Free Style Arrangements

 

Futakabuike Shoka Workshop

Saturday, April 15, 2017

  • Click on the link to RSVP if you are not a member. (Link available soon.) Members will be sent a link via email.
  • Time: 9am - 12 noon
  • Location: Scottsdale Senior Center (see map below)
  • Sensei: Bev Tall
  • Lesson: Futakabuike Shoka (Please bring TWO kenzans and a low wide container, suidan style.)
  • Cost: Member: $25.00, Non-member: $30.00


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Remember to bring a container suitable for a the arrangement,  hasami (scissors), kenzan, bucket and trash bag.

Class Reservations can be made via the link above, or by RSVP to the evite.

Please respond to all RSVPs before the registration deadline, to ensure the appropriate number of materials are purchased.

Make checks out to Ikenobo of Arizona. Checks should be sent to David Payne, 349 West Dobbins Rd, Phoenix, AZ 85041. This will hold your place in class. Your canceled check will be your receipt. There will be no cancellations or refunds. If you have questions, please contact David Payne at davep.0012@hotmail.com or (602) 276-5948.

General Information
WORKSHOP REMINDERS: Will be sent via email in advance of each workshop.
LOCATIONS: The Scottsdale Senior Center is at 10440 E. Via Linda in Scottsdale.
The El dorado Park and Community Center is at 2311 N. Miller Road, Scottsdale (corner of Miller and Oak)
The Horizon Community Center is at 15444 N. 100th Street, Scottsdale

Students should bring the following items to classes:
Container(s) appropriate for the workshop being taught
Kenzan(s)
Hasami (scissors)
Bucket for water to hold your plant material while doing arrangement
Wires, wire cutters, tape
Vase (appropriate for arrangement)
Paper or plastic bag for debris
Personal Class Attendance sheet

 

The Ikenobo Yearbook is available to members. If you have not received your copy, contact Connie School, Scholl at (480) 991-0133 or email: congems@gmail.com . An electronic copy (without the members list) is included here or via the Newsletter archive.

 

Click here for a printable Workshop Checklist and Workshop Etiquette document

 

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Workshop Schedule
The workshop schedule is available in the yearbook. Note that any changes to the schedule will be posted on the website on the main page under upcoming workshops or Events/Classes, but the Newsletter is NOT updated. Be sure to refer to the website, facebook or your email (members) for changes to the schedule.

 

Purpose

The Ikenobo School is the oldest school of Ikebana or Japanese flower arranging dating from the 15th century.  Based in Kyoto, the traditional cultural capital of Japan, Ikenobo stresses the inherent nature of  flowers and plants, and it allows one to express personal feelings through this art form. 

The Arizona Chapter of Ikenobo Ikebana was founded in 1964 and chartered in 1974.   We hold workshops  throughout the year led by certified teachers.  New members are always welcome.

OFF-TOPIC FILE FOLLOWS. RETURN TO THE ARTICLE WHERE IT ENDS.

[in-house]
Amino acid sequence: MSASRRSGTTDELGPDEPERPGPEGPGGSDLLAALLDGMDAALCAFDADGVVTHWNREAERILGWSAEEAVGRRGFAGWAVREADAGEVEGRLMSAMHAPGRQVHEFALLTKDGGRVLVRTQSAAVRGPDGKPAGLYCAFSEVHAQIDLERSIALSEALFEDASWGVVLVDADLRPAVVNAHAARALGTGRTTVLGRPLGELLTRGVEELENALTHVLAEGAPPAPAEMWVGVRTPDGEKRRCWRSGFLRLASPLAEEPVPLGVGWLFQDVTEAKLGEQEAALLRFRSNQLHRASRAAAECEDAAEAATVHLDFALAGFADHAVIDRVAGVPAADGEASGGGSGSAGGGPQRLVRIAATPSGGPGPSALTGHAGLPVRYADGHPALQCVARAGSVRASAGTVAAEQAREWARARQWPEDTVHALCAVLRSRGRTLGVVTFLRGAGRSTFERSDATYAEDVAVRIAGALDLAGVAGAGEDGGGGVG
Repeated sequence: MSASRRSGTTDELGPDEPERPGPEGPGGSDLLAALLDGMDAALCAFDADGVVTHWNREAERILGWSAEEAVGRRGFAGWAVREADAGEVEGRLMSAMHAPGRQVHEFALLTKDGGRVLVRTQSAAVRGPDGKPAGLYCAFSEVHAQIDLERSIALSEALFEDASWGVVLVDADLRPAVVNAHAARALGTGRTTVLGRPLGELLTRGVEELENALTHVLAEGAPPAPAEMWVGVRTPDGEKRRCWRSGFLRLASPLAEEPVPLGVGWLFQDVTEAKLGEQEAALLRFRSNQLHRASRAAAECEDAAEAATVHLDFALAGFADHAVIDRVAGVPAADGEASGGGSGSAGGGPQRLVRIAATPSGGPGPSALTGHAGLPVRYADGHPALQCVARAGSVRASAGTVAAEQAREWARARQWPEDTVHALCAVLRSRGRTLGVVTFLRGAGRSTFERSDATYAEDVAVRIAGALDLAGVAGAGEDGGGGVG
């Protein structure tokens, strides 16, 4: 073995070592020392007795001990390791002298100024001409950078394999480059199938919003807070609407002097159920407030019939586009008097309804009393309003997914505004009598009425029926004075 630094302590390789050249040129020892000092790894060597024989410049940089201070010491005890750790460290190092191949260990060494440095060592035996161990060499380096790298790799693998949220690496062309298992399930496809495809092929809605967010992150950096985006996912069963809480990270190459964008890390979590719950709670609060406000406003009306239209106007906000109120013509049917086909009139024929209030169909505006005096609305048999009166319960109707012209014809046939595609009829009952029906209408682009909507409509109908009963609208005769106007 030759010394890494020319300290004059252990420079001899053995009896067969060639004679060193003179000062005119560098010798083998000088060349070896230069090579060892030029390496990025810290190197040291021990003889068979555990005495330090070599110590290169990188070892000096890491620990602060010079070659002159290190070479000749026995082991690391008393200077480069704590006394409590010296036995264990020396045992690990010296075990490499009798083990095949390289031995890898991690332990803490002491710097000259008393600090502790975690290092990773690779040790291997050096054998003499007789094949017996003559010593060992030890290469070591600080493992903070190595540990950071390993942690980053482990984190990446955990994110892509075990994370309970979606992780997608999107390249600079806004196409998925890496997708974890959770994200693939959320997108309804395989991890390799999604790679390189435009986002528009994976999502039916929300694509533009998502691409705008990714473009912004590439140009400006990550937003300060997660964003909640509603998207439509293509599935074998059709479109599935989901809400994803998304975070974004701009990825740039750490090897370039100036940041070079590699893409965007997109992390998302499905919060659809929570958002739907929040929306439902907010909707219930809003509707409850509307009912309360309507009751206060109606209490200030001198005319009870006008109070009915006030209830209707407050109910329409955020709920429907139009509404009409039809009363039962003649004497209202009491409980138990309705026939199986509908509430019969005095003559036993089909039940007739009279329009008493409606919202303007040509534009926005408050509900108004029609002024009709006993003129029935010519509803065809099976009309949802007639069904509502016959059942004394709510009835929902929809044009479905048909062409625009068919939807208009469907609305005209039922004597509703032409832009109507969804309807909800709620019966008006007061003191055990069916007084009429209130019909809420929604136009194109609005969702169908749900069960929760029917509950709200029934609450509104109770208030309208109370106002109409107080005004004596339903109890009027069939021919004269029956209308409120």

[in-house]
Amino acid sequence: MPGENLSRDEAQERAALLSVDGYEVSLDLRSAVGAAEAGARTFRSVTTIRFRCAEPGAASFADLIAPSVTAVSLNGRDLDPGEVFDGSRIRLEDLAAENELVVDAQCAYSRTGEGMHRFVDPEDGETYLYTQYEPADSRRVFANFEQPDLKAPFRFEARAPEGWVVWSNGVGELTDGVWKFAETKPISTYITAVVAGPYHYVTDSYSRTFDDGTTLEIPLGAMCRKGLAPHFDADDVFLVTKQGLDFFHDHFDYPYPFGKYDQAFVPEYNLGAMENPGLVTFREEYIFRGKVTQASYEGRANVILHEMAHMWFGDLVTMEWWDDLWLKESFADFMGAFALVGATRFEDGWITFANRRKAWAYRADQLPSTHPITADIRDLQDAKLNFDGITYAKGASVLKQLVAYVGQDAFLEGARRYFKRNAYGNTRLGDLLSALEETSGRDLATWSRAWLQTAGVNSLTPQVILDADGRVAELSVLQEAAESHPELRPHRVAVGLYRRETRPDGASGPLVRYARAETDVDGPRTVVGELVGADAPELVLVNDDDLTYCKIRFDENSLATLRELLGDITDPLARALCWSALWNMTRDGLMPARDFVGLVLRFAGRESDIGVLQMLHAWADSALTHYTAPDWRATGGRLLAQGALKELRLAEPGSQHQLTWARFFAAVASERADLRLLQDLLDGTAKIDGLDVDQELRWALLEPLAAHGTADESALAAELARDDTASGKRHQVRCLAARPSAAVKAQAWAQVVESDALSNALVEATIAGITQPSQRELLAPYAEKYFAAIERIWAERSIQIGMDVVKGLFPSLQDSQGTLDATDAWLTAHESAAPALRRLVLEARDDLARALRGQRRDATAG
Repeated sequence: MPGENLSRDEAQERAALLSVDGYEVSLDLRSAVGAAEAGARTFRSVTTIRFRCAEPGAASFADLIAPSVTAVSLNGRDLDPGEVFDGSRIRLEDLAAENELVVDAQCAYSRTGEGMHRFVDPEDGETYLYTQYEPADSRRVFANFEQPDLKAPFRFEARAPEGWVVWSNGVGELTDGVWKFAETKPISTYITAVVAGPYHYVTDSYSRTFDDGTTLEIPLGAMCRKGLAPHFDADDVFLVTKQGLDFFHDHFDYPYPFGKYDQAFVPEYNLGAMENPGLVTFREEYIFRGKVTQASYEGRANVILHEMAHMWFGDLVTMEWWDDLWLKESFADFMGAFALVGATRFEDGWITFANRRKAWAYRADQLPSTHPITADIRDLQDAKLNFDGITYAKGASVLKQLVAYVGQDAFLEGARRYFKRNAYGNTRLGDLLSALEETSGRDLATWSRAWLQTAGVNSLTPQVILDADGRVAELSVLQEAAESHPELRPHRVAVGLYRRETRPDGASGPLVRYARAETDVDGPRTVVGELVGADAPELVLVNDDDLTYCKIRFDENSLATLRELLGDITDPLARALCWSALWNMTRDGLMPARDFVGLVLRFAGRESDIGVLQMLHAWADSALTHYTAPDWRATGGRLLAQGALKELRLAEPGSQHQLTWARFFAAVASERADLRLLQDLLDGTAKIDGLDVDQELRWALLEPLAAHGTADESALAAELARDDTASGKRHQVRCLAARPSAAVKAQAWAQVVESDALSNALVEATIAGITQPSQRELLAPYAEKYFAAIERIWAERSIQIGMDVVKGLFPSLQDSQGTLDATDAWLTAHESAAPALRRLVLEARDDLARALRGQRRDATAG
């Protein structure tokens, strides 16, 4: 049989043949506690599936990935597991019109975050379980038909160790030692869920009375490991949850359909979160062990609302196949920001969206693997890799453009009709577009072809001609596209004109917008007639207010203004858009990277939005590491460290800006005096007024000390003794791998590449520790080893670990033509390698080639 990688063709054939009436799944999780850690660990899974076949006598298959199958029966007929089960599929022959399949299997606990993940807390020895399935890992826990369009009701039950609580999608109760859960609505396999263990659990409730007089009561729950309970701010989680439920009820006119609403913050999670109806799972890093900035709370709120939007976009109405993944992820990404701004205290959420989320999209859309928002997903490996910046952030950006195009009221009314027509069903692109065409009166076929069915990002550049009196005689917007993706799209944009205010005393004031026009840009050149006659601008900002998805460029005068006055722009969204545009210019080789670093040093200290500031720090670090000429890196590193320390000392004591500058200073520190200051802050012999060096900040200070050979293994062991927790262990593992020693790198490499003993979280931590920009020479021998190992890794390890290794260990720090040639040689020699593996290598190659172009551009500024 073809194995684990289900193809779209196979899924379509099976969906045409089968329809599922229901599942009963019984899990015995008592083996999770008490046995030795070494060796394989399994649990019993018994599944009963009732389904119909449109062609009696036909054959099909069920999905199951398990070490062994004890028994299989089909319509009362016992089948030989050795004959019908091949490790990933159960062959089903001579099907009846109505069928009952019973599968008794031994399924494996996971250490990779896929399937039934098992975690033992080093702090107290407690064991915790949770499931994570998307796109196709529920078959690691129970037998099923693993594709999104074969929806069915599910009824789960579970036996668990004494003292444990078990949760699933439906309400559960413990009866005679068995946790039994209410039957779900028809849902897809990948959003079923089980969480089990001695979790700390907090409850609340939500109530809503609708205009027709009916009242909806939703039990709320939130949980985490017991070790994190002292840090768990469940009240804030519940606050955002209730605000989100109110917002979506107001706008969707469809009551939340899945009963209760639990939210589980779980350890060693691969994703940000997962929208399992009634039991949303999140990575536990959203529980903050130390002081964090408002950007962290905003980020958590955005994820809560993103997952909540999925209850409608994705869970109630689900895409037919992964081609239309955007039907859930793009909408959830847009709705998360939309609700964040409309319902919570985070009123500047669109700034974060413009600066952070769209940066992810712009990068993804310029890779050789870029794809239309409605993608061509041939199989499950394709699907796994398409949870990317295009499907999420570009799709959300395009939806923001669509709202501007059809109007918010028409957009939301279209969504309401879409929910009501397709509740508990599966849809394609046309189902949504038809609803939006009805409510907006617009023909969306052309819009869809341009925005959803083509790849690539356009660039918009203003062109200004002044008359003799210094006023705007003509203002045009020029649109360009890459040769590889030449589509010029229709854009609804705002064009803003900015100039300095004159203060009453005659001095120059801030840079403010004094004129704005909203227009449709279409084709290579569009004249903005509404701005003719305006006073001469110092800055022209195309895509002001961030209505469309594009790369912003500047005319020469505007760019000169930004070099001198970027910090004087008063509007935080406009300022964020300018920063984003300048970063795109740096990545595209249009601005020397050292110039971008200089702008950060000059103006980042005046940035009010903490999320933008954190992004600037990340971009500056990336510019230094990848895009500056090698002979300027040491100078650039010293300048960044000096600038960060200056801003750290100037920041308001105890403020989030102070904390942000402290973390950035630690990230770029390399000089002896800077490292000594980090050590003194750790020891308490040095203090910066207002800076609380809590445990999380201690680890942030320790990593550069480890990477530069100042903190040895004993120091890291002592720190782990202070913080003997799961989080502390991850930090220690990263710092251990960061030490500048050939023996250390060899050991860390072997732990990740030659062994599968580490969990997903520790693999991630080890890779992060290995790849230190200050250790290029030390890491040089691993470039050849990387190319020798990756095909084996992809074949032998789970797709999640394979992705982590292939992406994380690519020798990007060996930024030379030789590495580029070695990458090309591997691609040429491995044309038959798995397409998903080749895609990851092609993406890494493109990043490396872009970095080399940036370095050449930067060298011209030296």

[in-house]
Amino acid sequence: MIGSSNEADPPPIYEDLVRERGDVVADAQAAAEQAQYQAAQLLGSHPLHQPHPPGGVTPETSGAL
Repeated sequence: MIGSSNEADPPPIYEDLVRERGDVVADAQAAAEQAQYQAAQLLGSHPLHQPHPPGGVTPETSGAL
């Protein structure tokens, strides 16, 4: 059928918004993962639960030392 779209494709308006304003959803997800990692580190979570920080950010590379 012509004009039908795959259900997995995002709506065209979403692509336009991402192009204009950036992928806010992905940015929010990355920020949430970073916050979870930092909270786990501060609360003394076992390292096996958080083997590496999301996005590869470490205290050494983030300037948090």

Visiting Professor from Japan: Michisuke Horie

Professor FujiiIn March our Arizona Chapter was honored by the visit of Professor Michisuke Horie from Ikenobo Ikebana Floral Headquarters in Kyoto. Professor Horie taught three workshops beginning with a shoka nishuike with peach and forsythia branches paired with small white poms. By way of contrast, the following workshop’s focus was on shoka shimputai, the more modern version of the shoka style. Professor Horie chose the unusual and dramatic green hanging amaranthus, limonium, and bright ranunculus. Finally, a free style, or jiyuka, workshop afforded participants the opportunity to choose from a wide variety of materials—palms and eucalyptus, gypsophila, tulips, and dianthus, and the results were striking. Professor Horie’s lectures, demonstrations, and especially his critiques made for an exceptional learning experience.

To conclude, Professor Horie presented a demonstration sponsored by Ikebana of Arizona at Phoenix Art Museum as part of the continuing education lecture series for museum docents. He was introduced by Linnéa Storm’s brief overview of ikebana and its historical connection to the samurai tradition. Momoko Welch translated as Professor Horie arranged four styles which illustrated the history and development of Ikenobo through the centuries, first, tatehana or standing flowers, followed by rikka shofutai, shoka isshuike, and jiyuka. In a reference to the museum’s current exhibit on samurai armor, Professor Horie incorporated “sword-like” leaves in his work. Attendance for the event set a record at the museum! Thank you, Professor Horie!

A special thanks as well to Margaret Michel, Connie Scholl, May Uttal, Yuki Kataoka, Wanda LaLoggia, and David Payne for all their hard work and contributions.

You may select the Workshop Photos link to see all the arrangements from this and previous workshops.